Sweet, Sweet Death
"I don't know, Mr. Bones, what WAS 16 feet high, moved at 35 miles-per-hour, and killed 21 people in 1919?"
"Well, before I tell ya, I'm going to first have to tell you about the sweet brown liquor called rum."
No, before you ask, an elephant didn't get smashed and went on a killing spree (though in another column I might talk about how Mary, a killer pachyderm, was lynched by a monster crane) – this is rather background on a certain gruesome catastrophe that, while unspeakably fatal, was also particularly – almost comically – unusual.
Not to blow the surprise, but if you happen to live in Boston, you might want to simply go onto the great fiction on this website. Your parents and grandparents have probably already spoken, with hushed seriousness, of this certain day – January 15, 1919 – though you may have replied, "Right, sure–"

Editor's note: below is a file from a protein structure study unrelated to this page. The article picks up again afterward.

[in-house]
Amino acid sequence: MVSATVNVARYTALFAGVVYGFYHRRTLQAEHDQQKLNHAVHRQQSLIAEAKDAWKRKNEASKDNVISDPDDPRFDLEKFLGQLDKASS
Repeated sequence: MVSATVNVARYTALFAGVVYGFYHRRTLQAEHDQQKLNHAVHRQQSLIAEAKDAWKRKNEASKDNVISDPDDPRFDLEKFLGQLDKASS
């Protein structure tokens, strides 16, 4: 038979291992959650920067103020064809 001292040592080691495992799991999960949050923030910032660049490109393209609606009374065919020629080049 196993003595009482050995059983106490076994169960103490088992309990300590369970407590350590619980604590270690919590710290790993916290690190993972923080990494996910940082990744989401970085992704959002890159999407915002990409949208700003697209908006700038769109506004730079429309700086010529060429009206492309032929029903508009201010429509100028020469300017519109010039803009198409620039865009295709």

Liquor has always been a big cash cow. It is with no exaggeration that businessmen have said that you can't go broke investing in sin – and an almost guarantee big seller has always been alcohol. Cheap materials, easy to produce, high profit margin, and with addicted consumers, booze is an entrepreneur's dream – especially in the years before 1919. But this was 1919, and a nightmare was lurking not too far away – a nightmare, that is, for those Americans who like a little sip now and again, and for the business that tried to meet that tipsy demand. In other words: Prohibition.